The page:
126. 126.  Antwerp Zoo in Belgium was looking to boost attendance Their elephant got pregnant Send out a birth announcement? …or create a campaign? 128
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  129. 129. Congratulations, it‘s an elephant! Multi-media campaign started right after conception Turned all of Belgium into proud parents Millions of people followed her 22 month development from inception to birth – including her first ultrasound photograph! 131
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  131. 131.  Kai-Mook became the first elephant born on the internet on May 17, 2009 – weighing a healthy 100 kilograms. Zoo attendance more than doubled – over 300,000 new visitors 133
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  133. 133. Absolut Best Campaign First ad appeared in 1980; still going strong 1500+ ads later Created by Geoff Hayes of TBWA Ads have become collector‘s items; thousands of people write in requesting their favorite Rolled out ―In an Absolute World‖ in 2007 135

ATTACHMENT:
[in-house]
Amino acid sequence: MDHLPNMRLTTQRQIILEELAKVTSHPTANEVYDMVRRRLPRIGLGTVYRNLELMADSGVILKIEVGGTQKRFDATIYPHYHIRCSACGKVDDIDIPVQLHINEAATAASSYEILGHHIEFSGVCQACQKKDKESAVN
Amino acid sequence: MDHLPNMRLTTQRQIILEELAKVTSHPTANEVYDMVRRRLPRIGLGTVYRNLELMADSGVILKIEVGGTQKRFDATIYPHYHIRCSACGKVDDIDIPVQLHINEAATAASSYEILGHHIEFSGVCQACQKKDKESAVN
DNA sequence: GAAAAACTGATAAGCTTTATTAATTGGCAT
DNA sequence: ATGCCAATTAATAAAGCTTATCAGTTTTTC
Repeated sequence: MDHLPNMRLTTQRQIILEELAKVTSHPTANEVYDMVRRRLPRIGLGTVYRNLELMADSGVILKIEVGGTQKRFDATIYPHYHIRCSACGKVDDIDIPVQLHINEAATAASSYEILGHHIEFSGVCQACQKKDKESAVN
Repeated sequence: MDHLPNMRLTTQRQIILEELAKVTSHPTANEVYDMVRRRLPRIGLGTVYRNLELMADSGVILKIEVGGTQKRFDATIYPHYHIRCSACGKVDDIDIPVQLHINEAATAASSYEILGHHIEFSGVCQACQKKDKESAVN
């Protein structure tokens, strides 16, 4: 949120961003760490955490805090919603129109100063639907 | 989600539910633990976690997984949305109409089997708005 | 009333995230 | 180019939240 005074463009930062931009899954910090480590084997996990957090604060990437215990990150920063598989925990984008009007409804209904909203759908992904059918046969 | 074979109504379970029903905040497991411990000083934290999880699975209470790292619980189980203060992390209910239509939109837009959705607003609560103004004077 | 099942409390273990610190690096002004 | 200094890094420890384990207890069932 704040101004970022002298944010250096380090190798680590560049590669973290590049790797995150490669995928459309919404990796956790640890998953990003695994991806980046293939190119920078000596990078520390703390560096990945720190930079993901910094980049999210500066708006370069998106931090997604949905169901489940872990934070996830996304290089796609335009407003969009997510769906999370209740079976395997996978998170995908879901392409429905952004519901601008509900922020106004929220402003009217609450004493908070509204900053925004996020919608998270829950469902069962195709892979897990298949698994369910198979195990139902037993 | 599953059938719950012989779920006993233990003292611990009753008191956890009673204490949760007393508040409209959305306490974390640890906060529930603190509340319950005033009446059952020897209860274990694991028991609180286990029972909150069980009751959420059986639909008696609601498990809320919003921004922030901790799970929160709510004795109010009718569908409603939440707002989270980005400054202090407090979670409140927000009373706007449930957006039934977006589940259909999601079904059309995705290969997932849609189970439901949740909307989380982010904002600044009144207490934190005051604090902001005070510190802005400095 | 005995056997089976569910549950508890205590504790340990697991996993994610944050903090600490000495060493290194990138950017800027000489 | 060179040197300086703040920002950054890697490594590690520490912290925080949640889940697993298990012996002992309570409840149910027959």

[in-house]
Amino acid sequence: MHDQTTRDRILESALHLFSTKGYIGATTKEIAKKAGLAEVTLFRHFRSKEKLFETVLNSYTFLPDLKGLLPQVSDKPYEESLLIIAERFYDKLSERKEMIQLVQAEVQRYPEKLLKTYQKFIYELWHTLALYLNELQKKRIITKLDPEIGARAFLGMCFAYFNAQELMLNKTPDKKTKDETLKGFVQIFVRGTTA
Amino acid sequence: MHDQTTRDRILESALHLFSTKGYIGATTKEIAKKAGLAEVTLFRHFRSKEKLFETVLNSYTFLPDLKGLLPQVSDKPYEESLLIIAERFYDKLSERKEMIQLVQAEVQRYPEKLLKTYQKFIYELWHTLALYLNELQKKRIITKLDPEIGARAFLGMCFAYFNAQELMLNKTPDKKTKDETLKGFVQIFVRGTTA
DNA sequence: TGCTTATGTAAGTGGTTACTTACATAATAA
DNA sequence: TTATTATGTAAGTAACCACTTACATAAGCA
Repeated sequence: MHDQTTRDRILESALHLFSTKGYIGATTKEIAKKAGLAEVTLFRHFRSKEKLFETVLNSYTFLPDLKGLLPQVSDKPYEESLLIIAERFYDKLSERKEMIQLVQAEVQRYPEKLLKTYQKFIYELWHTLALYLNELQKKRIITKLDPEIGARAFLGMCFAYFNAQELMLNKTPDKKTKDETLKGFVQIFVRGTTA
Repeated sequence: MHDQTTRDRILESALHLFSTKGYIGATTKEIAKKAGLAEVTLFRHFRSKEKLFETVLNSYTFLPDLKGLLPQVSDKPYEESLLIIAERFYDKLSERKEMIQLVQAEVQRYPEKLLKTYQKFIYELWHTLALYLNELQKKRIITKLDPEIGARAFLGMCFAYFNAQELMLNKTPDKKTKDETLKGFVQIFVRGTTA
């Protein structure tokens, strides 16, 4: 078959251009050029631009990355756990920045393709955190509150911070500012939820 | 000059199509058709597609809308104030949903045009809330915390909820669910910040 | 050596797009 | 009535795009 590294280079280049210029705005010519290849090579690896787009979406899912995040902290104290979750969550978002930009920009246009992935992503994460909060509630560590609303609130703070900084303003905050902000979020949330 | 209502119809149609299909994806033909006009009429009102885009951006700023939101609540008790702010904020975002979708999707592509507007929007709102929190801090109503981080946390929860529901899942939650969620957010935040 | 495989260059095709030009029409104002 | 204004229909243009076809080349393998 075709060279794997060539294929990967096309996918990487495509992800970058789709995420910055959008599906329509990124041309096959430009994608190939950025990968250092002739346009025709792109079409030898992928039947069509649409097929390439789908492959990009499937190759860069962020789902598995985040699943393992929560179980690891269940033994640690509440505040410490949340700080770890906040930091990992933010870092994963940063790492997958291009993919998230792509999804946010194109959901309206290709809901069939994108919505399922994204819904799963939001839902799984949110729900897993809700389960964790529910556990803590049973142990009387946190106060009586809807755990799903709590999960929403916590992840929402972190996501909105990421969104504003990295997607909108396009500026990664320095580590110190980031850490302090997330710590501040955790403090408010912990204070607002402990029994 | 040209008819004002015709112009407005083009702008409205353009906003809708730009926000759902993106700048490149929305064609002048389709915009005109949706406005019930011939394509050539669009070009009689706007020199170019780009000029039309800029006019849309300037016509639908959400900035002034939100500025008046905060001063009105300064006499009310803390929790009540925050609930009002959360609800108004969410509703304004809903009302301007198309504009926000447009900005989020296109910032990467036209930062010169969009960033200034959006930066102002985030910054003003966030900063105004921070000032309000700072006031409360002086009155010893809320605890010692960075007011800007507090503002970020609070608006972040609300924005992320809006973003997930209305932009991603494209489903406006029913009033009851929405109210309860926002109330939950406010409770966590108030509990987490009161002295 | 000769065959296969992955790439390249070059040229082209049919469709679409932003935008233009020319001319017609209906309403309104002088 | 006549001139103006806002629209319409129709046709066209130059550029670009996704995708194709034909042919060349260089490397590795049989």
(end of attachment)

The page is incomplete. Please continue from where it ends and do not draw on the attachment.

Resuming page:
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  141. 141. Judge for yourself:Do these upcoming examples meet that list of criteria?...• Big idea• Single-minded message• Focused on people• Arresting visual• Compelling headline• Involving• Campaignable 145
  142. 142. • Target market: Web programmers and webmasters for medium to large sized businesses• They hate getting junk mail• We‘re going to ―sell‖ them a web portal for a new research site• Client doesn‘t believe that mail works 146
  143. 143. • Big idea: make your website charismatic, lik e Elvis! 147
  144. 144. • Letter 148
  145. 145. • Brochure:Only Elvis can draw as many people to your site… 149
  146. 146. • Reply with Offer: a limited edition Elvis collection that everyone wants, even programming geeks 150
  147. 147. Comcast … see if this mailer meets the criteria• Single-minded message• Focused on people• Arresting visual• Compelling headline• Involving• Campaignable 151